Further, when looking at your engagement data, it’s important to be able to look at trends overall and to slice and dice the data into meaningful groups. Data should be divided based on factors like location, department, level, and generation. Looking at the data this way gives you visibility into micro-cultures within your organization and allows you to action plan for maximum impact. Beware the temptation to slice too finely, however. Digging too many levels deep can erode anonymity and trust in the process,
and cause analysis paralysis. Make sure your partner can help you identify the sweet spots that get the most meaningful insights.
4. COMMUNICATE RESULTS WIDELY
All too often, survey results remain a secret, only to be viewed by those in senior leadership positions. This lack of visibility decreases trust in the process and in leadership, and can actually make it more difficult to collect data from employees in the future. If you’ve asked your employees to take an engagement survey and provide you with honest feedback, it’s your ethical obligation to communicate survey results widely.
While not every employee needs access to every detail, providing some level of feedback and takeaway is essential. A good partner will not leave you with piles of data and no guidance for how to use it. Make sure your engagement survey partner plans to provide you guidance, recommendations and strategies for communicating and cascading data to the ends of the organization.
5. TAKE ACTION
Few things build cynicism faster than the combination of over-surveying and under-acting. Many engagement survey vendors will encourage you to collect survey data and pulse quarterly, monthly, and some even weekly! While rapid surveying can help you detect changes in real-time, I wonder what cultural changes people expect to see so quickly.
Engagement has to do with a real connection to the job and the organization and can only be changed through the hard work of building an intentional culture. This work doesn’t happen quickly, and REAL engagement can’t be shifted through quick fixes like company outings, more snacks or cool swag. So, rather than providing you with more relevant information, rapid surveying may only bring you increased administrative burden and cost.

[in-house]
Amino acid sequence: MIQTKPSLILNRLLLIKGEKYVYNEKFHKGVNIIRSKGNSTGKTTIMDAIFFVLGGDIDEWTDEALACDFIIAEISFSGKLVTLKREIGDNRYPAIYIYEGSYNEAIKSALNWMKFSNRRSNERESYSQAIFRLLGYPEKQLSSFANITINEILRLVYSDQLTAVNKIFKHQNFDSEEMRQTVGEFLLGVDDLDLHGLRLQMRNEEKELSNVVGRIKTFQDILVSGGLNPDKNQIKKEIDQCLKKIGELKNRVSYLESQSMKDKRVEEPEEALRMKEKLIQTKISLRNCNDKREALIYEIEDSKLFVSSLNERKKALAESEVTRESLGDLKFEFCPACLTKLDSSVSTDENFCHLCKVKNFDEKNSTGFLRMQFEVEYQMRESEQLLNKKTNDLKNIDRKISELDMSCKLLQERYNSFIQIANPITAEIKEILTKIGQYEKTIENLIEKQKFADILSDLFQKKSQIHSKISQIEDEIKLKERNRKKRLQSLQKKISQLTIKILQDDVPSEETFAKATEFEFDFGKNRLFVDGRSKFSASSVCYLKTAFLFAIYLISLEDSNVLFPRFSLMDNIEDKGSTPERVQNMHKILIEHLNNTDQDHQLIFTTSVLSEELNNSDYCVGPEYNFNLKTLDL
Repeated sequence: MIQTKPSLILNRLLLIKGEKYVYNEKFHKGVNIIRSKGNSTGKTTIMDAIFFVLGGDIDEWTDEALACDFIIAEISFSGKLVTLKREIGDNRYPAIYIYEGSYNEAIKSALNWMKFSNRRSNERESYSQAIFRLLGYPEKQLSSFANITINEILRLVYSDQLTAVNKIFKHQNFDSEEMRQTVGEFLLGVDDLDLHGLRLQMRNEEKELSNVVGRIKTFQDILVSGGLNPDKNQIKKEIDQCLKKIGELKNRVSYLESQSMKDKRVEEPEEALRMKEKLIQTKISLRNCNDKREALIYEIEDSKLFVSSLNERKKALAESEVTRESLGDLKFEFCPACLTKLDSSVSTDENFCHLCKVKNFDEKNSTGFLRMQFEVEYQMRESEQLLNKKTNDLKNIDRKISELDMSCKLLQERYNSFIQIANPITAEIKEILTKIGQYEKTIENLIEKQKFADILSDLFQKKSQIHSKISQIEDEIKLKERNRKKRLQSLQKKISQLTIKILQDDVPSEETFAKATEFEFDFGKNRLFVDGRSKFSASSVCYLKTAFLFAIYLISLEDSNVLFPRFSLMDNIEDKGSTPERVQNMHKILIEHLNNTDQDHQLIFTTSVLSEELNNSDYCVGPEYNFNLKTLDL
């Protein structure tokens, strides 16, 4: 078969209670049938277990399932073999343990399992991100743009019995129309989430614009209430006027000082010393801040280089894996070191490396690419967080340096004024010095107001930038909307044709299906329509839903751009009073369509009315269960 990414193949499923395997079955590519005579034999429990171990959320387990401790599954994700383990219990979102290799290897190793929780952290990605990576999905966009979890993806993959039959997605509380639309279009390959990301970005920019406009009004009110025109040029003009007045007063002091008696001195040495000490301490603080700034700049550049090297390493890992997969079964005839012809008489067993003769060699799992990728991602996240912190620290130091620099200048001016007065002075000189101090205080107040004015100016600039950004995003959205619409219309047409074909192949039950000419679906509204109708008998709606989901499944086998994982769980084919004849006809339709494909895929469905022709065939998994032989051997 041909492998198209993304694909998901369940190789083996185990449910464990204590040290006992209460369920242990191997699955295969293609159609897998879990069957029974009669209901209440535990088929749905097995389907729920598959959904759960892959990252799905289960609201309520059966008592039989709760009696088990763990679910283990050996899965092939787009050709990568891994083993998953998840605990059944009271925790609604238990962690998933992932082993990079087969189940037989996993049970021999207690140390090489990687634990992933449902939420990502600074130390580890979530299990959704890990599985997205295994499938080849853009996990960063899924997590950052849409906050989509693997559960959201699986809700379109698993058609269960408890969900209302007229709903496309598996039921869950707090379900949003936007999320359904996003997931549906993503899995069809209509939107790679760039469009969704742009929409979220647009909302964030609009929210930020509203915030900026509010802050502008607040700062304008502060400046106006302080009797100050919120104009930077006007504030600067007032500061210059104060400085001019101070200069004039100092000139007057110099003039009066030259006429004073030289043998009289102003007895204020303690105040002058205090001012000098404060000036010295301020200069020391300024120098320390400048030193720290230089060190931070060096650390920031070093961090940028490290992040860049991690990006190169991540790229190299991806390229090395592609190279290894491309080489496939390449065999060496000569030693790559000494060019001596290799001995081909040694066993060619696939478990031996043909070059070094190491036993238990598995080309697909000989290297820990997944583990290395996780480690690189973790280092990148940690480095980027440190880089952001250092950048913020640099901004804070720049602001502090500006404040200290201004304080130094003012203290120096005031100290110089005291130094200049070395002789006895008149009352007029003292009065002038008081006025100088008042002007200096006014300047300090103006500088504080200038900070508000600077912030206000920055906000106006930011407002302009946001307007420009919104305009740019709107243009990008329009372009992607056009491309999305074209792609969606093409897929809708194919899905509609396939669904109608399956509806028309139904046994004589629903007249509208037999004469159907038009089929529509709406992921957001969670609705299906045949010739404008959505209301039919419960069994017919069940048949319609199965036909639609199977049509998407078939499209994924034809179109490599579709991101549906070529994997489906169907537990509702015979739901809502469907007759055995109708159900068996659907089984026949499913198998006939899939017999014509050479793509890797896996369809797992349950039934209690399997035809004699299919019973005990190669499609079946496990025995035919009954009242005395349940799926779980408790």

The frequency of your surveys shouldn’t be dictated by the calendar, rather, it should be dictated by the work you’ve done to create change. Consequently, the most important part of any engagement survey process is what you do with the data. Having a partner that will help you create an action plan is vital for getting the most out of your engagement process.
ExactHire and ADVISA frequently work together to bring smart workforce solutions to mutual clients. To learn more about ADVISA’s DIALOGIC engagement survey and partnership process, contact us to start driving your high-engagement workplace today.
Erin Wood, M.S. is a Leadership and Organization Development Consultant at ADVISA, a leadership consulting firm that advises leaders on how to engage and develop their people for the long-term success of their organizations. Erin’s expertise includes deep knowledge of assessments, engagement, and using data to help businesses inform people strategy and solve business challenges. At ADVISA, Erin focuses on addressing business challenges and improving company culture through enhancing the areas of leadership development, employee engagement, selection, succession planning, and other talent management processes. Erin holds a master’s degree in Industrial and Organizational Psychology and is an active member of the Society for Industrial and Organizational Psychology.